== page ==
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The War Within > WoWApr 23, 2024 10:00 am CT

You got into The War Within alpha or beta! Now what?

The whole World of Warcraft community has been rumbling about the launch of The War Within alpha. Anyone who pre-orders the Epic Edition is guaranteed access to the beta at some point, or you can sign up for the beta directly and have a chance to get an invite.

So if you beat the odds and got into the beta. Now what?

Firstly, you need to check if the invite is genuine. Blizzard will never send you an email telling you to click on a link to get access. Your best option is to go to your Battle.net launcher and in the World of Warcraft game menu, under the game version in the Under Development section will be an entry for The War Within alpha or The War Within beta. It will give you the option to install and launch the game if your account has been flagged for access.

How is alpha or beta different from early access?

Generally, in software development an alpha is a version of software that is not yet feature complete. There are still sections of the core functionality that haven’t been built or work together yet. A beta is a version that is feature complete but not fully tested yet.

Both alpha and beta versions are usually different environments from final production. They are expected to be unstable, they can be taken down for a fresh build at any time, and downtime is not a priority compared to the production environments. There are no Game Masters on test environments or Customer Service support options — though if someone is acting out of pocket, you can and should still report them. Speaking of reporting, for both alpha and beta phases, bugs should be reported early and often. Expect to encounter everything from quest mobs not phasing correctly, to typos, to the old classic, “something just killed me and I don’t know what.” Blizzard makes reporting them relatively easy, with a large hard to miss button on the UI.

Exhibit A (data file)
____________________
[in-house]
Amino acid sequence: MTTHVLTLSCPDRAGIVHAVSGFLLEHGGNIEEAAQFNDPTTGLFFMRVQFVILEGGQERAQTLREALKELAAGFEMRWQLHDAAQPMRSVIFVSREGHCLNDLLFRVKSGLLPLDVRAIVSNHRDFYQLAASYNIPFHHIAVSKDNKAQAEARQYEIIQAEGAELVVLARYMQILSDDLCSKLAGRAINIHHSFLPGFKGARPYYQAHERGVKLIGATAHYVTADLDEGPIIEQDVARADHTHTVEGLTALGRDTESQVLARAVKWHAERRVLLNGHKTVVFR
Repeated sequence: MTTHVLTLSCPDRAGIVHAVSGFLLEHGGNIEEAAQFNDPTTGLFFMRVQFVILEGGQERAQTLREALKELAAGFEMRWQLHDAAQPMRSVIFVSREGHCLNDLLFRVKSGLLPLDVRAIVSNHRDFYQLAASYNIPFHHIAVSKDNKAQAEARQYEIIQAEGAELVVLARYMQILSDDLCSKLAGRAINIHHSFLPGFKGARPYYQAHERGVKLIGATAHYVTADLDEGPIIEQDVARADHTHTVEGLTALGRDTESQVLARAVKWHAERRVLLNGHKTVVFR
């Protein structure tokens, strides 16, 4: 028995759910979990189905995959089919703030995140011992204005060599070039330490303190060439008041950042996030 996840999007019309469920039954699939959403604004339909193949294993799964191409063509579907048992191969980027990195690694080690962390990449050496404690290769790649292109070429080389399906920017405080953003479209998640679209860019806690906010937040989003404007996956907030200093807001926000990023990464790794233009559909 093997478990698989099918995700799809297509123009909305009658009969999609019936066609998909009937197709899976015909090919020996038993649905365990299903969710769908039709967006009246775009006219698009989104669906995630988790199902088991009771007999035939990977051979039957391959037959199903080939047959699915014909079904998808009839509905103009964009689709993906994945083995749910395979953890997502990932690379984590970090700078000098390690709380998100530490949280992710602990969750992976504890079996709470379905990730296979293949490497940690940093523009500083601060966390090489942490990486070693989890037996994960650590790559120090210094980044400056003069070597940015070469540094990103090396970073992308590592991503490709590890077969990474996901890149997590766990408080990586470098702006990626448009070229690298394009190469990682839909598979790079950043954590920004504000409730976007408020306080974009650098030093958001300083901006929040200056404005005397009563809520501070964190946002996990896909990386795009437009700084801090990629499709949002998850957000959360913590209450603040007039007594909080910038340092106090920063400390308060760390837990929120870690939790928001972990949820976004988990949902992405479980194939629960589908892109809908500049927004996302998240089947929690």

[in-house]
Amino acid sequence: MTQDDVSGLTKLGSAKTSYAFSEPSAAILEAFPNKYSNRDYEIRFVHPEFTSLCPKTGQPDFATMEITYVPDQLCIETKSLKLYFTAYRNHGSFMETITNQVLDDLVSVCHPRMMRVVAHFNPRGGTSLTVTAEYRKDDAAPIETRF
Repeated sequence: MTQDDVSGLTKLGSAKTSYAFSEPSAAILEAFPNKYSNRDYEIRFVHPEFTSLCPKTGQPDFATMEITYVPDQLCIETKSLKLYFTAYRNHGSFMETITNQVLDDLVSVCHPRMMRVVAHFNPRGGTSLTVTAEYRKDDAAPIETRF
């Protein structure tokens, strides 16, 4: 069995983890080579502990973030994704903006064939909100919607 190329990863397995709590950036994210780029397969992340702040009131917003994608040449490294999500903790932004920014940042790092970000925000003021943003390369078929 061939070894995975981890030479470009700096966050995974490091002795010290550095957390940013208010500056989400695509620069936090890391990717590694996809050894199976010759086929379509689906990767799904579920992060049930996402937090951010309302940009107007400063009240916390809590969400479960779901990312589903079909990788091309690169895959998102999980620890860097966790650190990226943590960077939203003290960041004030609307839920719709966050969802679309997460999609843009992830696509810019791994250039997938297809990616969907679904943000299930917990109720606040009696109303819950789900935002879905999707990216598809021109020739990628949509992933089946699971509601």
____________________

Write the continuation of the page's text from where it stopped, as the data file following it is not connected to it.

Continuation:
Alpha and beta servers can be wiped and have your progress reset at any time. Note especially that any progression made in an alpha or beta environment will not be transferred to live.

Early access is a finished version of the code on production servers, with production characters. Progression will be retained after the formal launch. The Epic Edition of TWW grants three days of early access, and those three days of progress will allow you a head start on your real characters.

So how do I play on a test server?

If your account is flagged for TWW alpha or beta, you can select it from the drop-down menu on the launcher and install it the same way you can the PTR or WoW Classic. Just find the free disk space — good luck with that — and you’ll be in alpha Azeroth in no time!